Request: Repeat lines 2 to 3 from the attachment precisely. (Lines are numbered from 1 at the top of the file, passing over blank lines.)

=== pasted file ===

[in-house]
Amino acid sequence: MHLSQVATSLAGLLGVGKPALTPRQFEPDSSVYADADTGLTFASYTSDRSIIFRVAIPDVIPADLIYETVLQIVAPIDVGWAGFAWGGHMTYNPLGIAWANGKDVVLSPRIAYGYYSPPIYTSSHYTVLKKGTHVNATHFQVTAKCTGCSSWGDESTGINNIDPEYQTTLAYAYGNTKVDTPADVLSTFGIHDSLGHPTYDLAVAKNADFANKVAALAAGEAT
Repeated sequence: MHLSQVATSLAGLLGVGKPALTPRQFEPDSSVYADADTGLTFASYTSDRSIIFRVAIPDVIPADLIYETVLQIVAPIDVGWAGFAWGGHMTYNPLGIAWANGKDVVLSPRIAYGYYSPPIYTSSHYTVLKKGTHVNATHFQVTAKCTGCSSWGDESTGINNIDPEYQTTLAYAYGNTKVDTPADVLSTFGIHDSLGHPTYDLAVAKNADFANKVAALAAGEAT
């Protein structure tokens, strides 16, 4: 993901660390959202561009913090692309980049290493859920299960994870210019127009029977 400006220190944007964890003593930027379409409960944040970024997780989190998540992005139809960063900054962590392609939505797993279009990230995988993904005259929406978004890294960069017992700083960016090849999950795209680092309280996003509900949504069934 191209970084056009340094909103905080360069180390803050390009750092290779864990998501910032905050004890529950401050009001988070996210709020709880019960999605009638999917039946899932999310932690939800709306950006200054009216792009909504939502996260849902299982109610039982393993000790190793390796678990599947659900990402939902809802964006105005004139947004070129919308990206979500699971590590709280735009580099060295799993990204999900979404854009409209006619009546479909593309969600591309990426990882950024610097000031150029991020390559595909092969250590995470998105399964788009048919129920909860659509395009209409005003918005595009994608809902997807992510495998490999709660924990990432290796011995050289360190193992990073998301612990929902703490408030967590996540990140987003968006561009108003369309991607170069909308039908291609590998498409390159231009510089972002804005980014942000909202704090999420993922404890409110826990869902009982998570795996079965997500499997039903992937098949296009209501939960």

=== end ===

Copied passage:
Amino acid sequence: MHLSQVATSLAGLLGVGKPALTPRQFEPDSSVYADADTGLTFASYTSDRSIIFRVAIPDVIPADLIYETVLQIVAPIDVGWAGFAWGGHMTYNPLGIAWANGKDVVLSPRIAYGYYSPPIYTSSHYTVLKKGTHVNATHFQVTAKCTGCSSWGDESTGINNIDPEYQTTLAYAYGNTKVDTPADVLSTFGIHDSLGHPTYDLAVAKNADFANKVAALAAGEAT
Repeated sequence: MHLSQVATSLAGLLGVGKPALTPRQFEPDSSVYADADTGLTFASYTSDRSIIFRVAIPDVIPADLIYETVLQIVAPIDVGWAGFAWGGHMTYNPLGIAWANGKDVVLSPRIAYGYYSPPIYTSSHYTVLKKGTHVNATHFQVTAKCTGCSSWGDESTGINNIDPEYQTTLAYAYGNTKVDTPADVLSTFGIHDSLGHPTYDLAVAKNADFANKVAALAAGEAT